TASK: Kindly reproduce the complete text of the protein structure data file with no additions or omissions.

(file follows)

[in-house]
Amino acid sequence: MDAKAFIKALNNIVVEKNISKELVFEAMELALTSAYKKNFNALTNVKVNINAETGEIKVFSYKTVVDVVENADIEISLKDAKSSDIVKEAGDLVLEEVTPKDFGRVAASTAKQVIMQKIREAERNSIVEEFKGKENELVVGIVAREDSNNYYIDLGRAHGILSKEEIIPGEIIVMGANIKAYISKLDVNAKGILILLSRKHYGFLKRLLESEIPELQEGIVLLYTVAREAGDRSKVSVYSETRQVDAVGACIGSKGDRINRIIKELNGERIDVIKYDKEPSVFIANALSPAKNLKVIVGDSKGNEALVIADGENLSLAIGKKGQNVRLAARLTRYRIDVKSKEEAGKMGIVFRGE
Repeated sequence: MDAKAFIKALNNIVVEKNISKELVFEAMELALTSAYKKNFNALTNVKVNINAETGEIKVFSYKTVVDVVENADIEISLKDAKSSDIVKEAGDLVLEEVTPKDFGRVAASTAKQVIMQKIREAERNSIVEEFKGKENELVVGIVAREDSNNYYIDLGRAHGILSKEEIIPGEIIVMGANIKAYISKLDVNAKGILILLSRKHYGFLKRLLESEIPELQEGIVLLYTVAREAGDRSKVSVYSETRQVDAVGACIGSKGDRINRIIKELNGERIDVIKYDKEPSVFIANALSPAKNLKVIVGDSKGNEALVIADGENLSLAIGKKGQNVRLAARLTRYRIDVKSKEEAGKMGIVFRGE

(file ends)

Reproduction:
[in-house]
Amino acid sequence: MDAKAFIKALNNIVVEKNISKELVFEAMELALTSAYKKNFNALTNVKVNINAETGEIKVFSYKTVVDVVENADIEISLKDAKSSDIVKEAGDLVLEEVTPKDFGRVAASTAKQVIMQKIREAERNSIVEEFKGKENELVVGIVAREDSNNYYIDLGRAHGILSKEEIIPGEIIVMGANIKAYISKLDVNAKGILILLSRKHYGFLKRLLESEIPELQEGIVLLYTVAREAGDRSKVSVYSETRQVDAVGACIGSKGDRINRIIKELNGERIDVIKYDKEPSVFIANALSPAKNLKVIVGDSKGNEALVIADGENLSLAIGKKGQNVRLAARLTRYRIDVKSKEEAGKMGIVFRGE
Repeated sequence: MDAKAFIKALNNIVVEKNISKELVFEAMELALTSAYKKNFNALTNVKVNINAETGEIKVFSYKTVVDVVENADIEISLKDAKSSDIVKEAGDLVLEEVTPKDFGRVAASTAKQVIMQKIREAERNSIVEEFKGKENELVVGIVAREDSNNYYIDLGRAHGILSKEEIIPGEIIVMGANIKAYISKLDVNAKGILILLSRKHYGFLKRLLESEIPELQEGIVLLYTVAREAGDRSKVSVYSETRQVDAVGACIGSKGDRINRIIKELNGERIDVIKYDKEPSVFIANALSPAKNLKVIVGDSKGNEALVIADGENLSLAIGKKGQNVRLAARLTRYRIDVKSKEEAGKMGIVFRGE